Sunday Reflection – The Grace of Forgiveness

The Grace of Forgiveness

When somebody has suffered a big injustice or hurt, forgiveness is very difficult.  In fact, human nature on its own cannot find full forgiveness.  But with the help of the Holy Spirit a new way of looking at the injustice emerges.  Today’s parable (Matt 18:21-35) is about a man who received the cancellation of a huge debt from his master, but he failed to pass on forgiveness to somebody who owed him a little sum.  True forgiveness begins in understanding God’s idea of justice.   Human justice seeks a penalty to fit the crime.  It is about punishing, getting compensation, or seeking revenge.  Fortunately for us, God’s idea of justice is not directed towards revenge or punishment.   God’s justice seeks the healing of the person who did wrong.   Any punishment involved comes as a corrective measure to bring about the healing of the person.   Saint Paul summed it up beautifully.  “Since God loves you, you should be clothed in sincere compassion and understanding, in kindness and humility.   Bear with one another, forgive each other as soon as a quarrel begins.  The Lord has forgiven you; now you must do the same” (Col. 3:12-13).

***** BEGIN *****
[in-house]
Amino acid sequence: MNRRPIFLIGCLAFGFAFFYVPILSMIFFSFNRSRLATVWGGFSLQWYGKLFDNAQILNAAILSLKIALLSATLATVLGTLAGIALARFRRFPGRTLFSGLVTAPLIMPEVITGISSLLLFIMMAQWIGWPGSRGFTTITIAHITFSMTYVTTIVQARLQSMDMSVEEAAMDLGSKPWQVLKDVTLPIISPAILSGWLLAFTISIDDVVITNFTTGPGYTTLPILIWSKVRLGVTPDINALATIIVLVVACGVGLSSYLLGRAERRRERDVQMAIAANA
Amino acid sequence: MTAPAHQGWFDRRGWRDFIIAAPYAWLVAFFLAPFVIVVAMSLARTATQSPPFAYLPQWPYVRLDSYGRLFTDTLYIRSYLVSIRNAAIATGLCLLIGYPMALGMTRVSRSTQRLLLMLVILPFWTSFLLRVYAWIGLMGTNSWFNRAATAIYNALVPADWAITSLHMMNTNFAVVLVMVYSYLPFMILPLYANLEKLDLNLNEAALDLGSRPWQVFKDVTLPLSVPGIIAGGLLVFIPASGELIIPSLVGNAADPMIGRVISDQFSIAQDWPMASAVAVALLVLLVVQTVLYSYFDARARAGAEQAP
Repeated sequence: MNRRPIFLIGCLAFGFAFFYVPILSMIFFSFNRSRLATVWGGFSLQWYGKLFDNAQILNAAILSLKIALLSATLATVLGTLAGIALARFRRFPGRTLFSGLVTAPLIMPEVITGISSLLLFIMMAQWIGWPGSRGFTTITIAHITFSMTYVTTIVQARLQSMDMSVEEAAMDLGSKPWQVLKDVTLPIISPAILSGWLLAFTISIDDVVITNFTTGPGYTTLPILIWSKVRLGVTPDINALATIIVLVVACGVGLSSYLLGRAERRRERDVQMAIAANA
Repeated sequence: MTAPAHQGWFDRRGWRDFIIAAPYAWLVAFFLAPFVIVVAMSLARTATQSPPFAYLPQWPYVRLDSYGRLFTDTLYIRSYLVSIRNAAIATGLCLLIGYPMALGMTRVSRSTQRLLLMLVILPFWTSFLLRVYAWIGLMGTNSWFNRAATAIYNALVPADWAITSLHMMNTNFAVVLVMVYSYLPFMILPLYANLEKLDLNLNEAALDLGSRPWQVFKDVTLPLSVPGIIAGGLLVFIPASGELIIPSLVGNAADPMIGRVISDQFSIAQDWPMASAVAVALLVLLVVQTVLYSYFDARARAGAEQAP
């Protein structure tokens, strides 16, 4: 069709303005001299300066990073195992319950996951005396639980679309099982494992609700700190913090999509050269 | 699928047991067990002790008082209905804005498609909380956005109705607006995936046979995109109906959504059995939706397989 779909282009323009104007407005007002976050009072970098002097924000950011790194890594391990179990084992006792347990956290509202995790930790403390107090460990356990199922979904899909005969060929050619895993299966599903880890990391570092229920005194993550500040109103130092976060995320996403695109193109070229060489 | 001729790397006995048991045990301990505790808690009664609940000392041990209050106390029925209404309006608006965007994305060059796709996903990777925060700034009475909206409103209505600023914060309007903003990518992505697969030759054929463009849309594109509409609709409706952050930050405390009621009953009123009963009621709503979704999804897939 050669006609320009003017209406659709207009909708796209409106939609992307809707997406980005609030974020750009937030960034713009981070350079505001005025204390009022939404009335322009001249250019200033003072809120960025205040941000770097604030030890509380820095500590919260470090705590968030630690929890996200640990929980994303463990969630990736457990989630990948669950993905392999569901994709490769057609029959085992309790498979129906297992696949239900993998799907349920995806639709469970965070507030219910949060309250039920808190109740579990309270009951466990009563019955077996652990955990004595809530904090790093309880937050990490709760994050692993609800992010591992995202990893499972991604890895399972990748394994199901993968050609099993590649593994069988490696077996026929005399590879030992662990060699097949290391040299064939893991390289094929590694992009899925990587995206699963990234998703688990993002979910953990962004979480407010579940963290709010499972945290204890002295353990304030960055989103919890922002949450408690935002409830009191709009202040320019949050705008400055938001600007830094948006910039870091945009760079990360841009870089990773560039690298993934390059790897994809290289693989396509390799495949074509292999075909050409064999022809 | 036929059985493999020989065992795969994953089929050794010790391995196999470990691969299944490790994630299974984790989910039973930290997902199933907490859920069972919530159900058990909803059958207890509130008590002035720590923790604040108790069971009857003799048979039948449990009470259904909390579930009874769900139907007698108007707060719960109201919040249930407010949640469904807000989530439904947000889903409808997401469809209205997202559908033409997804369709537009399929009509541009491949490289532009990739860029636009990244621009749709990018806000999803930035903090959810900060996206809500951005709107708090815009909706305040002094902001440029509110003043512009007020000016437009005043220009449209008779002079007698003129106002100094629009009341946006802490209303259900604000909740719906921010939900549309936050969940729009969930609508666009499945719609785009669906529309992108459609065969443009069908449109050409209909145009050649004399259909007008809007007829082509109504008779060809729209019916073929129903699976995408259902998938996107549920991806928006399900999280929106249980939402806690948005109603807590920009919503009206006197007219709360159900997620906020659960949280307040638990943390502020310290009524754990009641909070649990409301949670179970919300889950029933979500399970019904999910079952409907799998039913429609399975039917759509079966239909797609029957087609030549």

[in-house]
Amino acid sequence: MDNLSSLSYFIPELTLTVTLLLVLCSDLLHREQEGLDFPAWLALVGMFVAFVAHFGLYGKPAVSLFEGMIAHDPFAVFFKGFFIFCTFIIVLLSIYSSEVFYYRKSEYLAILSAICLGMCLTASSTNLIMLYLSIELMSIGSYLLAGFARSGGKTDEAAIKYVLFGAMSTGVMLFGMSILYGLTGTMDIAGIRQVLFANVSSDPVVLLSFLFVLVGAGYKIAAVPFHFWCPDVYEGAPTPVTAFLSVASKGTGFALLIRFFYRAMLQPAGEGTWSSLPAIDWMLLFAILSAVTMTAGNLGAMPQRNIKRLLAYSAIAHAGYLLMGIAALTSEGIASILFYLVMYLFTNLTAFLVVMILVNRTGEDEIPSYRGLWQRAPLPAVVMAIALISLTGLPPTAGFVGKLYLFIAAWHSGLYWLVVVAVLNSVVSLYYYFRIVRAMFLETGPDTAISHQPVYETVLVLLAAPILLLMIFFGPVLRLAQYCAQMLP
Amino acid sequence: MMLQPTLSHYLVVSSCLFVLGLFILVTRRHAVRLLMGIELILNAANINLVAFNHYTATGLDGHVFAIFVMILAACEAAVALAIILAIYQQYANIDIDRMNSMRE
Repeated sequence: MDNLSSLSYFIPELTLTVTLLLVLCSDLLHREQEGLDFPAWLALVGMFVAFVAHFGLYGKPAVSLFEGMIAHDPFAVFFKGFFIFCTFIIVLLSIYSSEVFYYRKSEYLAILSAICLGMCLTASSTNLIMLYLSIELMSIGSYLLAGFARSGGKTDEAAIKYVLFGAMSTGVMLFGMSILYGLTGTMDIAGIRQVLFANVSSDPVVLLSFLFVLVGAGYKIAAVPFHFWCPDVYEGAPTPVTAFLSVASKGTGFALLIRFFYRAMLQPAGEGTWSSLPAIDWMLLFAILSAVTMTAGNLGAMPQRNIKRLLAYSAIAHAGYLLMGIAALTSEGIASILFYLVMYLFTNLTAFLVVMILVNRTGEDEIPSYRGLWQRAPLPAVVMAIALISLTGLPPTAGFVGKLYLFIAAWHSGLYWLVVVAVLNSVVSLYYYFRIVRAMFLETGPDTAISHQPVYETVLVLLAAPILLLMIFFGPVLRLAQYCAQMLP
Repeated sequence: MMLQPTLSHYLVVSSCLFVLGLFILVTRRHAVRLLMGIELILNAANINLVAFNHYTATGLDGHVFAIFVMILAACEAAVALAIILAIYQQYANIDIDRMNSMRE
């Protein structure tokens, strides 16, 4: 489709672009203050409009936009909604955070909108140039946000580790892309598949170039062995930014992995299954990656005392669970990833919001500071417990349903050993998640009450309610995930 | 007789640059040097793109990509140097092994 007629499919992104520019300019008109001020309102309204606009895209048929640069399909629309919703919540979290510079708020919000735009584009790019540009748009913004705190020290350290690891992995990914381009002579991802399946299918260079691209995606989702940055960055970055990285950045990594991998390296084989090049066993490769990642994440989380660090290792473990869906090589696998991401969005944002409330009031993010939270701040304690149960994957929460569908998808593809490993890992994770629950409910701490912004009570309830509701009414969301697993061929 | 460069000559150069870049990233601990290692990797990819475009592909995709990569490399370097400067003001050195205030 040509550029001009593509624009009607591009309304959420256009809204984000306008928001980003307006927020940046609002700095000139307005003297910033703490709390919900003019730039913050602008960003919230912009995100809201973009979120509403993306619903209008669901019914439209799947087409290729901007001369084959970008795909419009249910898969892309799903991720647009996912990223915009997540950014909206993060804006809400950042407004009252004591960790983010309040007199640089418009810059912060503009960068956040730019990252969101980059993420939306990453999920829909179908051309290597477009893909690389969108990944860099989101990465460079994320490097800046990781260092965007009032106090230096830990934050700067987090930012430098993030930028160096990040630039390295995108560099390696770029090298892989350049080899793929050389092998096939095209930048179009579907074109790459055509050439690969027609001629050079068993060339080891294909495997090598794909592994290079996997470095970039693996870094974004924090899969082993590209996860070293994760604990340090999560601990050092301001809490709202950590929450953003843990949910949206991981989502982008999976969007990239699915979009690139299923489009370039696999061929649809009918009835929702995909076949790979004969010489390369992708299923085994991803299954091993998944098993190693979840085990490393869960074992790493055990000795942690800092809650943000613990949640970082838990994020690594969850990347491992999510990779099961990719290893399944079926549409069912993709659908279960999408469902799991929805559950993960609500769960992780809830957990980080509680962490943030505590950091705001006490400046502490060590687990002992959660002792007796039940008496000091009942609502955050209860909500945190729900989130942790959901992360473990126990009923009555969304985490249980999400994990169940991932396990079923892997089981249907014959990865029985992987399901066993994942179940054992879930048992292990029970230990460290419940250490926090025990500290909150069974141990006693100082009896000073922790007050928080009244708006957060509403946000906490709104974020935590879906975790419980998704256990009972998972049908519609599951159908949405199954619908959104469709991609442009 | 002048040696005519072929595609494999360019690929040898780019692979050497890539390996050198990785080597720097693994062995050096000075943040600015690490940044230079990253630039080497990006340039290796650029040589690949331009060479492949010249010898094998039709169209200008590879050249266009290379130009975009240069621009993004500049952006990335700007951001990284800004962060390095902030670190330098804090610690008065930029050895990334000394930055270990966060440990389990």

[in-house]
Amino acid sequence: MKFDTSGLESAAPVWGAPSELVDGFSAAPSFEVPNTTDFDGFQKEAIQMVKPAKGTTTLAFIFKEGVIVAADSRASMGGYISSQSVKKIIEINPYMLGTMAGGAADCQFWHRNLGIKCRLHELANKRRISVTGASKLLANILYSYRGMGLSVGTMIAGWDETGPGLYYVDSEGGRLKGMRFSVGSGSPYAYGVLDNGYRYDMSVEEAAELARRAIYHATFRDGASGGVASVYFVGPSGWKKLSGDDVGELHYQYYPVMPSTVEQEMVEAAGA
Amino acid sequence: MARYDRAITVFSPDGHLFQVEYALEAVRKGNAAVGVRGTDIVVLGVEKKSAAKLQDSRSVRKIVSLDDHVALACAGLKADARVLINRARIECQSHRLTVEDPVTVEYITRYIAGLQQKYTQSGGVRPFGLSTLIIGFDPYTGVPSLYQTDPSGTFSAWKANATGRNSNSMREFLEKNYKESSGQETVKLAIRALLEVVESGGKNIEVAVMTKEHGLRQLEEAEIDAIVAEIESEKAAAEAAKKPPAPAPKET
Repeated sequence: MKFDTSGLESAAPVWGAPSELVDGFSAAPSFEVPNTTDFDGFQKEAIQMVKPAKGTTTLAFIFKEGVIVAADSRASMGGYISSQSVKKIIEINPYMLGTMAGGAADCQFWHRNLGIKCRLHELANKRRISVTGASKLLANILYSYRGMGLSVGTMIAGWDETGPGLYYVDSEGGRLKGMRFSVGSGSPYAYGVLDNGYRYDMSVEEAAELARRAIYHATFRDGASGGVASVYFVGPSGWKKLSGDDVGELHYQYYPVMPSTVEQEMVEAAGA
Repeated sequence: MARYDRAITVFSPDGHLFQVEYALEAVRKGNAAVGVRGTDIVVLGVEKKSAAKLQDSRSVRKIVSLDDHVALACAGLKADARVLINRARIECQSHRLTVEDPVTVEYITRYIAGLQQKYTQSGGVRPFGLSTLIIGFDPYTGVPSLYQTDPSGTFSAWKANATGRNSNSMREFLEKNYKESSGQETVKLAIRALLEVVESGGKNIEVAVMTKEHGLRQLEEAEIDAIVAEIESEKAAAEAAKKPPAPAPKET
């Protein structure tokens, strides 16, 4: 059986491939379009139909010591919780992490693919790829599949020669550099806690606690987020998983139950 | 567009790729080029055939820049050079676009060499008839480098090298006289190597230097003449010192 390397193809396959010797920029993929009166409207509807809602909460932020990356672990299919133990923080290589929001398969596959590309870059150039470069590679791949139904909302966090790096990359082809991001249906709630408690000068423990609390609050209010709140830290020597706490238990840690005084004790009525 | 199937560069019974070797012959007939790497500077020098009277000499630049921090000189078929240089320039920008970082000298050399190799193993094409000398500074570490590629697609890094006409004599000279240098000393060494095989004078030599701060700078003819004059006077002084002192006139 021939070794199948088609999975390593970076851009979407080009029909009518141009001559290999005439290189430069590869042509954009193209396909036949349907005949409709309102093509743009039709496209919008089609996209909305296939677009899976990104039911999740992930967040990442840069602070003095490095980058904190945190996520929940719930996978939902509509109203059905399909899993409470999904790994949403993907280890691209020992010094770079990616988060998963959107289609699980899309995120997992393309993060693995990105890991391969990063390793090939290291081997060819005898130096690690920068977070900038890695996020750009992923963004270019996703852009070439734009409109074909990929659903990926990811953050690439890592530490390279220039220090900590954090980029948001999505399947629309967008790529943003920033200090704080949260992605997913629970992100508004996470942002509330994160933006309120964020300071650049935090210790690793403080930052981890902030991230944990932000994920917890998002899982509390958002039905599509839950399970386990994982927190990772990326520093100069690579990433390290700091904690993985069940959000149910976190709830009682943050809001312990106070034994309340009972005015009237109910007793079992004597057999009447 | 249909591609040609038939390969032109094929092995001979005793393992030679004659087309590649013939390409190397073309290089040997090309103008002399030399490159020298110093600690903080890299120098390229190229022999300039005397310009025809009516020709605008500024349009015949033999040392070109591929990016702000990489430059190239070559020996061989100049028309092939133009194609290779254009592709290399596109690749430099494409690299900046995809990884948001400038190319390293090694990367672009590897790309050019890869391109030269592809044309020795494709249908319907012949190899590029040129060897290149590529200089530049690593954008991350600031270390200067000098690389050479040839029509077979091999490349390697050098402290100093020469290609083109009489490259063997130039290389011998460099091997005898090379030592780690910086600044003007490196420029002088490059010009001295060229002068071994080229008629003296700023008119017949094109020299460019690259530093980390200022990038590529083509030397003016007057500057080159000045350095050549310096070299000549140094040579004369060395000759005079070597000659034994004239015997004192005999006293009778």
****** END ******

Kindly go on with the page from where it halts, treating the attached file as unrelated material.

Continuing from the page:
Hand it over to the Holy Spirit

Human nature on its own cannot reach the full height of forgiveness.   The Catechism of the Catholic Church recommends handing over the problem of forgiveness to the Holy Spirit.  Quoting the Catechism: “It is not in our power not to feel or to forget an offence; but the heart that offers itself to the Holy Spirit turns injury into compassion and purifies the memory in transforming the hurt into intercession.”  The Spirit comes like a helicopter to raise us up to where we can see with a much wider vision.  On the natural road of life, when we look back, we cannot see beyond the last corner.  When we look forward, we cannot see beyond the next corner.  The Holy Spirit lifts us up to where we can see the bigger picture.  We begin to understand where the person who wronged us has come from.  We see the moral sickness of the wrongdoer and develop compassion for this sick mind.  We then pray for the healing of that person’s moral sickness.  The surest sign of authentic Christianity is the willingness to forgive.

“Resentment and anger, these are foul things, and both are found in the sinner” (First Reading).

“The Lord is compassion and love, slow to anger and rich in mercy.

It is he who forgives all your guilt, who heals every one of your ills,

who redeems your life from the grave, who crowns you with love and compassion” (Resp.Psalm).

(Extract from Silvester O’Flynn, Gospel Reflections and Prayers)

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